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Biddle v. Miller County Jail

United States District Court, E.D. Arkansas, Western Division

September 20, 2018

JOSEPH THOMAS BIDDLE PETITIONER
v.
MILLER COUNTY JAIL RESPONDENT

          RECOMMENDED DISPOSITION

         I. Procedure for Filing Objections:

         This Recommended Disposition (“Recommendation”) has been sent to Judge Billy Roy Wilson. Mr. Biddle may file written objections with the Clerk of Court. To be considered, objections must be filed within 14 days. Objections should be specific and should include the factual or legal basis for the objection.

         If Mr. Biddle does not file objections, he risks waiving the right to appeal questions of fact. And, if no objections are filed, Judge Wilson can adopt this Recommendation without independently reviewing the record.

         II. Discussion:

         On August 29, 2018, Joseph Thomas Biddle filed a pro se petition for writ of habeas corpus. (Docket entry #1) In his petition, Mr. Biddle states that he is in jail in Miller County, Arkansas after being arrested. He claims that he is innocent of the charges. (#1 at 1-3) He states he has, “been violated on my parol [sic] for 90 days and its almost up Sept. 5, 2018.” (#1 at 4) He seeks assistance in obtaining “discovery” and general help from the Court. (#1 at 4)

         Summary dismissal of a habeas corpus petition - prior to any answer or other pleading being filed by the respondent - is appropriate where the petition itself and court records show that the petitioner is not entitled to relief. See Rule 4, Rules Governing Habeas Corpus Cases. The Court “may take judicial notice of proceedings in other courts that relate directly to matters at issue.” Great Plains Trust Co. v. Union Pacific R.R. Co., 492 F.3d 986, 996 (8th Cir. 2007).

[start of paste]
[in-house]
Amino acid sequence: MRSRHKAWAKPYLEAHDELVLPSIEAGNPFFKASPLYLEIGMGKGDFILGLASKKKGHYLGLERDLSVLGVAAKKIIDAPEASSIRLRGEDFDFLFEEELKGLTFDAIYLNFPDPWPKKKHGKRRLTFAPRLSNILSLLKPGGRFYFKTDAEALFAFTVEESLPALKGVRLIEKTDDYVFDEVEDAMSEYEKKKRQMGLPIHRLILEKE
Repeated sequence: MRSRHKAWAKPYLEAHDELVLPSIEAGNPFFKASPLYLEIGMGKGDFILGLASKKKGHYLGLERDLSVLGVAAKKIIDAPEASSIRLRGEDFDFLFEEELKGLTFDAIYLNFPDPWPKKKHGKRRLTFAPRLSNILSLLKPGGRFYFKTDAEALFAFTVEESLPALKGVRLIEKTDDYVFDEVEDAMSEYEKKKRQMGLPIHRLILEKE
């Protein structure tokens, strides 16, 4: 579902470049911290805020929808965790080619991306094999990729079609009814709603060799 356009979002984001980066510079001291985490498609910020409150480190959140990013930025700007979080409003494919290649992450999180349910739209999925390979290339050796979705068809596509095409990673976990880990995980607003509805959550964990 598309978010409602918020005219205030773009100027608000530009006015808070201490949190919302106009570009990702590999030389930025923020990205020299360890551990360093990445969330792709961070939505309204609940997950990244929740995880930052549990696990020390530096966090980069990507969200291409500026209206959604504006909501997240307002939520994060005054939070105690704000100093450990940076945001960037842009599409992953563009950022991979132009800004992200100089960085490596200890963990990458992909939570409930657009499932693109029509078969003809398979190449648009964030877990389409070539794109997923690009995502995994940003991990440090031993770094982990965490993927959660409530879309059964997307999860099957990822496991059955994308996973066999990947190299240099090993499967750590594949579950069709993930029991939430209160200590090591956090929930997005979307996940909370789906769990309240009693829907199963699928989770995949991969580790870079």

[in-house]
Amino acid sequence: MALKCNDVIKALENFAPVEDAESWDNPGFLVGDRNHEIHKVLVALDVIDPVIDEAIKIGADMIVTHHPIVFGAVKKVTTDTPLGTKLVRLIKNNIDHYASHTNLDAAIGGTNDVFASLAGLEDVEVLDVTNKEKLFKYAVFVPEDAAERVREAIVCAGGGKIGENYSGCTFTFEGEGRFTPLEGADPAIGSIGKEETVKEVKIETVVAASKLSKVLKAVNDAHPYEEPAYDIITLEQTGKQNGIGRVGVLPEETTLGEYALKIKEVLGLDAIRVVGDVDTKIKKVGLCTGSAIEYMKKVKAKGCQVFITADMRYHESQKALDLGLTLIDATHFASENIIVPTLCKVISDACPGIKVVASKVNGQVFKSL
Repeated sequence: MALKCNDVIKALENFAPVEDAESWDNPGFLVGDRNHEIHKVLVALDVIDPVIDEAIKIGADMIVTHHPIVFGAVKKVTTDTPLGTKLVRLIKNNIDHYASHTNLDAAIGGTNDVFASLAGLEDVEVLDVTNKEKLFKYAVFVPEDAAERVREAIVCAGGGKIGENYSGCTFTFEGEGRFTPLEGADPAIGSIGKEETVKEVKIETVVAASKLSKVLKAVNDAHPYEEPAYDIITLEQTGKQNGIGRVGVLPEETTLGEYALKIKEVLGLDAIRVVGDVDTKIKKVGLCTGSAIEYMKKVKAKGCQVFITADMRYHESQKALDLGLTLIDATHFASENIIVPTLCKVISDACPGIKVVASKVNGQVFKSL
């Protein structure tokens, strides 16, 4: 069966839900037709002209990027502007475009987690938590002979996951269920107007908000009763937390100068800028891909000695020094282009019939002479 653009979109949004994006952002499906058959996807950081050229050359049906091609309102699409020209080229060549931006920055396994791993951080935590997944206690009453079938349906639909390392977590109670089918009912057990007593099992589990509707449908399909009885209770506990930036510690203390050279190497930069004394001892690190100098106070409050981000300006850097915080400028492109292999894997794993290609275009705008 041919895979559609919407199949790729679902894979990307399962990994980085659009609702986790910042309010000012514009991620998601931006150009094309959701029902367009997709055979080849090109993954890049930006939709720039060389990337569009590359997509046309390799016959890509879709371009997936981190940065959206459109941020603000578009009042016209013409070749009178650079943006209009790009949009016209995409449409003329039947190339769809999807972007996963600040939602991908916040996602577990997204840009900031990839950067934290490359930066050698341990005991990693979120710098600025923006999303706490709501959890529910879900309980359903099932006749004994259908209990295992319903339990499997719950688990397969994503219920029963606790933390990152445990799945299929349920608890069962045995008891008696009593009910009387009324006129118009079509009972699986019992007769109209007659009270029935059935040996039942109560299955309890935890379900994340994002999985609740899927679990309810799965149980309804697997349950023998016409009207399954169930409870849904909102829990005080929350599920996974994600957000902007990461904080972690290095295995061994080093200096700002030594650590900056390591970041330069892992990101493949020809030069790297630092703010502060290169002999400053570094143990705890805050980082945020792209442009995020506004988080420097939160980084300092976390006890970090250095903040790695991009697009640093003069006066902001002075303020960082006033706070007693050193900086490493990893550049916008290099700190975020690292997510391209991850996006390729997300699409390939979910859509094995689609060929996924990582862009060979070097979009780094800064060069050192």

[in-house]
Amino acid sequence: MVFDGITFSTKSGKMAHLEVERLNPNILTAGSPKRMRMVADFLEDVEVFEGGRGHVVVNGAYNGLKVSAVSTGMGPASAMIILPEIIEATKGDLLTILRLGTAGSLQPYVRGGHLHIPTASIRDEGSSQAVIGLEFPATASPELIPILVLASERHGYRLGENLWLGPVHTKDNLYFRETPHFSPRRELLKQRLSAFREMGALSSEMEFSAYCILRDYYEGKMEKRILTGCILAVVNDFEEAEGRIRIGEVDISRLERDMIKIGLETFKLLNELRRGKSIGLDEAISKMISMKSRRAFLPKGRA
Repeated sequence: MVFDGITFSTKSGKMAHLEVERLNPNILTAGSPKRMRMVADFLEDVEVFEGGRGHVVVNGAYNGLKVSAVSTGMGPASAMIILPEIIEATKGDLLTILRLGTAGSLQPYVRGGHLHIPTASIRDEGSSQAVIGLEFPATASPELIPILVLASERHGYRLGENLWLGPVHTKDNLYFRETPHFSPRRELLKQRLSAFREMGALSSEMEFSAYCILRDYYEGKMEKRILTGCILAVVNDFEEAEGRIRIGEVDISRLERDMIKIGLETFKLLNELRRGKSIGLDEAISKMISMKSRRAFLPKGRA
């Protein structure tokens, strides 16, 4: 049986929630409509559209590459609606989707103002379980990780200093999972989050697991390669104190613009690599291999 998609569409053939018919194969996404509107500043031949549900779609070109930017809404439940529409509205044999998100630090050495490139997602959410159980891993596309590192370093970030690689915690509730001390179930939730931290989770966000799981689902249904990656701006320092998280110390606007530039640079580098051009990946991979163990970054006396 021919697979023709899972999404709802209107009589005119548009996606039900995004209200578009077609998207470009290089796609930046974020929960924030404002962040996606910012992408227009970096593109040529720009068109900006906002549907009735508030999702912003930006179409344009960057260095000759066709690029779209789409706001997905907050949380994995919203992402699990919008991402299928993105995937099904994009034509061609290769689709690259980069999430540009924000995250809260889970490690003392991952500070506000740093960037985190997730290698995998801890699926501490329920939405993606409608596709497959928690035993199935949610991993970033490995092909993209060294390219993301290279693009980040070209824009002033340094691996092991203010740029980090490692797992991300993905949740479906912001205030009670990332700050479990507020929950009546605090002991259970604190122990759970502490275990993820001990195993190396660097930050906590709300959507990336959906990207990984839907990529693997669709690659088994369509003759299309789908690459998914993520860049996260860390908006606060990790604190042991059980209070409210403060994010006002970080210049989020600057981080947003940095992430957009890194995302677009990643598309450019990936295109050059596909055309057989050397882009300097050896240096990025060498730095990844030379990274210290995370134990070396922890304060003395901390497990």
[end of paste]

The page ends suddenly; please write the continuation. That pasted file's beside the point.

Mr. Biddle was arrested in Miller County, Arkansas, on June 4, 2018. See State v. Joseph Biddle, Case No. 46CR-18-468-3. [1] He was later charged by a criminal information on a single count of theft of property greater than $25, 000, in violation of Arkansas Code Annotated, § 5-36-103(b)(1)(A). Id. The trial court initially set Mr. Biddle's bond at $25, 000, but later reduced it to $15, 000. Id. Mr. Biddle's criminal case is ongoing, and his trial is currently scheduled for January 28, 2019. Id.

         The Court clearly lacks jurisdiction to consider Mr. Biddle's habeas petition. Individuals in state custody, such as Mr. Biddle, must allege that they are “[in] custody pursuant to the judgment of a State court” to state a claim for habeas corpus relief. 28 U.S.C. § 2254(a). The Court takes judicial notice of Mr. Biddle's pending criminal case in Miller County. While Mr. Biddle is in state custody, he is not in custody under a judgment of a State court. He is a pre-trial detainee and, as such, his petition for writ of habeas corpus is premature.

         Additionally, habeas corpus review focuses on whether the Constitution, laws or treaties of the United States have been violated. Estelle v. McGuire, 502 U.S. 62, 67-68 (1991). Mr. Biddle's allegations that state authorities failed to comply with state laws are not cognizable in a federal habeas action.

         Finally, the Court lacks jurisdiction to consider Mr. Biddle's petition because, before a person in state custody may seek relief, he must ordinarily exhaust “the remedies available in the courts of the State.” 28 U.S.C. § 2254(b)(1)(A). To fully exhaust his state-court remedies, a prisoner must fairly present his constitutional claims to the highest available state court before seeking relief in federal court. Because Mr. Biddle has not yet proceeded to trial on his pending state criminal charge, he has clearly not exhausted his state-court remedies.

         III. Certificate of Appealability:

         When entering a final order adverse to a petitioner, the Court must issue or deny a certificate of appealability. Rule 11 of the Rules Governing Section 2254 Cases in the United States District Court. The Court can issue a certificate of appealability only if Mr. Biddle has made a substantial showing that he was denied a constitutional right. 28 U.S.C. § 2253(c)(1)-(2). In this case, Mr. Biddle has not provided a basis for the Court to issue a certificate of appealability. Accordingly, a certificate of appealability should be denied.

         IV. Conclusion:

         The Court recommends that Mr. Biddle's petition for writ of habeas corpus (#1) be DISMISSED, without prejudice, for lack of jurisdiction. Further, Judge ...


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